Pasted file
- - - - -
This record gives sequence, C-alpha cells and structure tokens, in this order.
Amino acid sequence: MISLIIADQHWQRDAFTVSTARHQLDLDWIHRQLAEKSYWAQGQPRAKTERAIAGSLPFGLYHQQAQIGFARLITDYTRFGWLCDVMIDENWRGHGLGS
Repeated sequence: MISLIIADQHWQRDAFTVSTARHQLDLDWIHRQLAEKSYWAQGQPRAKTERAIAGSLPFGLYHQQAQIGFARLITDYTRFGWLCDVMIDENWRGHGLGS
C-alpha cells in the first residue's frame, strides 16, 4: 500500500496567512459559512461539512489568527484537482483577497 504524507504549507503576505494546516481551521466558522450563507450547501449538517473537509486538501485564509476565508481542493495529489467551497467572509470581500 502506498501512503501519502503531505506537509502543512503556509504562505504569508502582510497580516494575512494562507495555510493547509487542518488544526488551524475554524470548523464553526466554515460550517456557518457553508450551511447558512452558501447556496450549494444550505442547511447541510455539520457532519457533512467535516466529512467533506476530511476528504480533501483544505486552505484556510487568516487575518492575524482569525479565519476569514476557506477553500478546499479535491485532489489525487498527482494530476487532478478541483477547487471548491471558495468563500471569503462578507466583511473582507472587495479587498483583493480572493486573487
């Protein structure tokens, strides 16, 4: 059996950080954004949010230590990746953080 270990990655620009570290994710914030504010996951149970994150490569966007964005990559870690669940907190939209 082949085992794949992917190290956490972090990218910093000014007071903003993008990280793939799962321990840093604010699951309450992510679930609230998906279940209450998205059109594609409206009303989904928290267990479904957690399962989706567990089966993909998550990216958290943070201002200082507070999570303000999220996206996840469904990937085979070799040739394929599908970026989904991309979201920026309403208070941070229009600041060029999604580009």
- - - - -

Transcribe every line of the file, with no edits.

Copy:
This record gives sequence, C-alpha cells and structure tokens, in this order.
Amino acid sequence: MISLIIADQHWQRDAFTVSTARHQLDLDWIHRQLAEKSYWAQGQPRAKTERAIAGSLPFGLYHQQAQIGFARLITDYTRFGWLCDVMIDENWRGHGLGS
Repeated sequence: MISLIIADQHWQRDAFTVSTARHQLDLDWIHRQLAEKSYWAQGQPRAKTERAIAGSLPFGLYHQQAQIGFARLITDYTRFGWLCDVMIDENWRGHGLGS
C-alpha cells in the first residue's frame, strides 16, 4: 500500500496567512459559512461539512489568527484537482483577497 504524507504549507503576505494546516481551521466558522450563507450547501449538517473537509486538501485564509476565508481542493495529489467551497467572509470581500 502506498501512503501519502503531505506537509502543512503556509504562505504569508502582510497580516494575512494562507495555510493547509487542518488544526488551524475554524470548523464553526466554515460550517456557518457553508450551511447558512452558501447556496450549494444550505442547511447541510455539520457532519457533512467535516466529512467533506476530511476528504480533501483544505486552505484556510487568516487575518492575524482569525479565519476569514476557506477553500478546499479535491485532489489525487498527482494530476487532478478541483477547487471548491471558495468563500471569503462578507466583511473582507472587495479587498483583493480572493486573487
């Protein structure tokens, strides 16, 4: 059996950080954004949010230590990746953080 270990990655620009570290994710914030504010996951149970994150490569966007964005990559870690669940907190939209 082949085992794949992917190290956490972090990218910093000014007071903003993008990280793939799962321990840093604010699951309450992510679930609230998906279940209450998205059109594609409206009303989904928290267990479904957690399962989706567990089966993909998550990216958290943070201002200082507070999570303000999220996206996840469904990937085979070799040739394929599908970026989904991309979201920026309403208070941070229009600041060029999604580009």